In some cases, employees may resort to social loafing if they don’t trust other members of the group to pull their weight. Unfortunately, this can cause the most productive members of the group to shut down completely.
In others, a lack of trust amongst colleagues can lead to knowledge hoarding. Here, team members keep their expertise to themselves out of fear that their colleagues will “steal” it — and take all the kudos for a job well done.
(On a more overarching level, knowledge hoarders are also typically afraid of having their entire job stolen out from under them. It’s a legitimate concern in the cutthroat world of business, for sure — which is why building trust is so crucial.)
And, of course, there will always be those who don’t trust each other simply because they don’t get along. While it may be impossible to eliminate this issue altogether, you’ll certainly want to take steps to minimize the damage it causes to your cross-team initiatives.
Physical and Logistical Barriers
Even if your employees are willing to become more collaborative, they still may be unable to do so — for a number of reasons.
In a traditional office setting, for example, different departments typically operate in or on different rooms, floors, and even buildings. Even if the office has a designated spot for face-to-face collaboration, barriers such as travel and setup time will still detract from the team’s overall efforts.
Remote cross-team collaboration also comes with a number of logistical challenges — typically related to time. For example, a spread-out remote team may have people working from multiple time zones — which can make it difficult for everyone to collaborate in real-time. Or, some team members might not work the same hours as the rest of the group — again making real-time collaboration a challenge.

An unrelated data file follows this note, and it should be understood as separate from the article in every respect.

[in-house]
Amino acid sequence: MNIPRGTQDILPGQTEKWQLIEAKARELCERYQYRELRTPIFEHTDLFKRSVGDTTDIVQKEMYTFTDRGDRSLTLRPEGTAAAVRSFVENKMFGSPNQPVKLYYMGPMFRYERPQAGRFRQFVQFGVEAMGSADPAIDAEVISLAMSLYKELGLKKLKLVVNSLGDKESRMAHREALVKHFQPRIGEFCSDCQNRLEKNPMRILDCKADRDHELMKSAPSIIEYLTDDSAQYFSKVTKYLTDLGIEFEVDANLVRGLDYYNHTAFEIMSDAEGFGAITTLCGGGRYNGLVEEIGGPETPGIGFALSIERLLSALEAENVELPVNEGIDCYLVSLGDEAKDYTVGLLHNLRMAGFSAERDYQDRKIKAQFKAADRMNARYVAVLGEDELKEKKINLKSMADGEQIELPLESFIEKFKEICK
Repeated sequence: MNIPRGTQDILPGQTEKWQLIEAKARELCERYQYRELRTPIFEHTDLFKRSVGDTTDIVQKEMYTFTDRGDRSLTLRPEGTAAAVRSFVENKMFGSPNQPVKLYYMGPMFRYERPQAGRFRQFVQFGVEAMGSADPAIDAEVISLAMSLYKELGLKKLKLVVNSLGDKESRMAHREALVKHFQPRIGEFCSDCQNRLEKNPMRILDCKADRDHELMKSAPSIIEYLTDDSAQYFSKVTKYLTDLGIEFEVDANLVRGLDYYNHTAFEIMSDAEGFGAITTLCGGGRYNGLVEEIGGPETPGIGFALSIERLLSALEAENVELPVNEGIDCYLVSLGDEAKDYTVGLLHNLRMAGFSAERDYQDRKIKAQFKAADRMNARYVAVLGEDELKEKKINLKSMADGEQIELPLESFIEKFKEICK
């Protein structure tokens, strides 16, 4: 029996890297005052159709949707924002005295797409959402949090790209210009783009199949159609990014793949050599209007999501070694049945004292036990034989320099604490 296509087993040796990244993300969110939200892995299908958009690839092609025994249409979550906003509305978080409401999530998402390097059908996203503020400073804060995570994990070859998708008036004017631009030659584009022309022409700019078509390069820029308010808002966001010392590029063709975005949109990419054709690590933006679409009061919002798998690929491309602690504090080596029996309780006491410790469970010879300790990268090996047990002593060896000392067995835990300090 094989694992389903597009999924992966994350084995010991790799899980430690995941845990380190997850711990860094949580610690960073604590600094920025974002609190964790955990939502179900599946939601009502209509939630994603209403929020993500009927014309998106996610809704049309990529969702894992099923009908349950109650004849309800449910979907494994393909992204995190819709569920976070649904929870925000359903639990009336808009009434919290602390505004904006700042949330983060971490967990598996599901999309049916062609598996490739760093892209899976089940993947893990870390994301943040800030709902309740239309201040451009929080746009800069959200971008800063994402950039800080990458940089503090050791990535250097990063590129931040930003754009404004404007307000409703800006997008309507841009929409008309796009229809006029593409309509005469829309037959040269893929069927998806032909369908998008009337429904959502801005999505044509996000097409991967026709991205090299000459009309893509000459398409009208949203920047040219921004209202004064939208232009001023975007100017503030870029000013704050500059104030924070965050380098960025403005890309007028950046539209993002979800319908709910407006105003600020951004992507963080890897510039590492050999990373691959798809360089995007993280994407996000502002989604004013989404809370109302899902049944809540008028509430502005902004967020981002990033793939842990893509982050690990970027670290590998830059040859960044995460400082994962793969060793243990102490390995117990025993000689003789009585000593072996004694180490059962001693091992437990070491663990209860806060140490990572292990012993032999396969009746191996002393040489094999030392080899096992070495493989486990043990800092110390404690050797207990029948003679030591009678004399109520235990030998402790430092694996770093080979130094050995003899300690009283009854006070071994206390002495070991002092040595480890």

Again, these barriers may be impossible to eliminate entirely. But, as we’ll discuss, there are a number of ways to strengthen your team’s collaborative efforts in spite of them.
Disjointed Processes and Miscommunication
The final “big picture” challenge of cross-team collaboration is in developing cohesive best practices — along with collaborative workflows that follow these best practices at all times.
In other words, your various teams need to know how they’re supposed to collaborate with one another before they’re able to actually do it.
Unfortunately, assuming that this will all just “happen” will likely lead to even more miscommunication — and sow even more distrust throughout your organization. If there’s no consensus on the best way to complete a certain task, it probably isn’t going to be completed properly (if it gets done at all).
It’s important to note that these barriers to effective cross-team collaboration are all interconnected.
On the one hand, that means that if one of these challenges is causing major problems for your organization, other major issues probably aren’t far behind.
On the other hand, making improvements in one of these areas will open the door for further improvements to your overall cross-team collaborative efforts.
9 Steps to Improving Cross-Team Collaboration
With the above benefits and challenges in mind, let’s now dig into what it takes to improve your team’s cross-functional collaborative efforts.
1. Strengthen Your Leadership Capabilities
As we said earlier, cross-team collaboration isn’t just going to “happen” — even if your various departments are onboard with the idea.
To get things moving in the right direction, you need strong leadership.
Here, you’ll assign a single member of each department to take charge of their team’s cross-functional collaborative efforts, from soup to nuts.